Laura Hohmann: In the meantime, there is a big range of innovative products – from matching tools for the recruiting process to feedback apps to innovative HR Analytics platforms. In order to promote those startups, hkp/// initiated the HR Startup Award together with Quadriga and the Association of HR Managers in Germany (BPM). This year, the award enters the next round!
 
How should companies get started when they want to take advantage of the opportunities of digitization for their Talent Management?
Leon Jacob: There is no “one-size-fits-all“-approach. Rather, it is necessary to develop an approach that is individually tailored to the needs and culture of the company, its current maturity level and its employees. Quite often, companies try to start in various areas within Talent Management at the same time without previously defining a digitization strategy or having a future target picture in mind.
 
hkp.com: Digitization strategy – what exactly do you mean with that?
Laura Hohmann: To answer that, we need to first take a step back. The starting point is an assessment of the current degree of digital maturity in the organization and its Talent Management processes. Certain questions need to be answered, for example, "Which processes are standardized and documented?" "Which processes are currently supported with which IT solutions?" Or "What feedback do you get from users themselves?"
Leon Jacob: Right! Only once those questions have been answered, a digitization strategy can be developed. This means that you should see with which areas of the Employee Lifecycle to begin with: Is the greatest need for action in recruiting or rather in the development of employees? With a clearly defined digitization strategy for Talent Management, companies can seize the opportunities offered by digitization.
 
And what happens after the digitization strategy has been formulated? Where and how can companies begin?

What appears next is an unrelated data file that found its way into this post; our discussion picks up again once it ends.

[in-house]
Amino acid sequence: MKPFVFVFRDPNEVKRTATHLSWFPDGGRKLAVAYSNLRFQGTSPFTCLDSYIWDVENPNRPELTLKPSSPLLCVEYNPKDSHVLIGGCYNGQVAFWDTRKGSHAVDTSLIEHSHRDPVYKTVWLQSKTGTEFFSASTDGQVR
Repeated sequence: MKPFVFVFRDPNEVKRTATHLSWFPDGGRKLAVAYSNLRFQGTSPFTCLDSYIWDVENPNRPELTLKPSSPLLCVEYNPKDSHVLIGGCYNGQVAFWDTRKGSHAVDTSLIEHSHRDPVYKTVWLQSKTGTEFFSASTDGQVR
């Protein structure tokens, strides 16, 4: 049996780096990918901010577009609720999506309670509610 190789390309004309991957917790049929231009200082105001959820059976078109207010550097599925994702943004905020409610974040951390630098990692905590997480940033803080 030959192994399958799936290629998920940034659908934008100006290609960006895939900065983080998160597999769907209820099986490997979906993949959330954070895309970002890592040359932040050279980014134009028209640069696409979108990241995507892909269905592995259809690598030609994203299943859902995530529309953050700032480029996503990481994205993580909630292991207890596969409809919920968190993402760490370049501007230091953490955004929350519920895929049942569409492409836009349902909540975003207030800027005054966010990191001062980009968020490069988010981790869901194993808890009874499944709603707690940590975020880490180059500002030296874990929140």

Laura Hohmann: The motto is: go ahead and just try it out! For example, companies can test digital tools such as feedback apps and pilot them in smaller units without having the perfect solution for the entire organization right from the beginning.
Leon Jacob: Organizations should start where the greatest need for action is. If the current Performance Management is often criticized, consideration should be given to Performance Management improvements with the digitization possibilities. If the problem is rather a poor candidate experience of applicants, one should start with recruiting. Every company has to consider where the digitization of processes within Talent Management can create the greatest added value.
 
hkp.com: Doesn’t that create the impression that HR is prescribing the company a digitization cure?
Leon Jacob: Good point! In the meantime, the procedure here has changed a lot. The modern approach is no longer that HR considers which tools might be needed by employees in isolation over several months. Instead, employees are included in the process of the solution right from the start! There is a wide range of agile approaches and methods – design thinking, hackathons, and sprints are just a few examples of methods we are using with our customers.

Ms. Hohmann, Mr. Jacob, thank you very much for these interesting insights!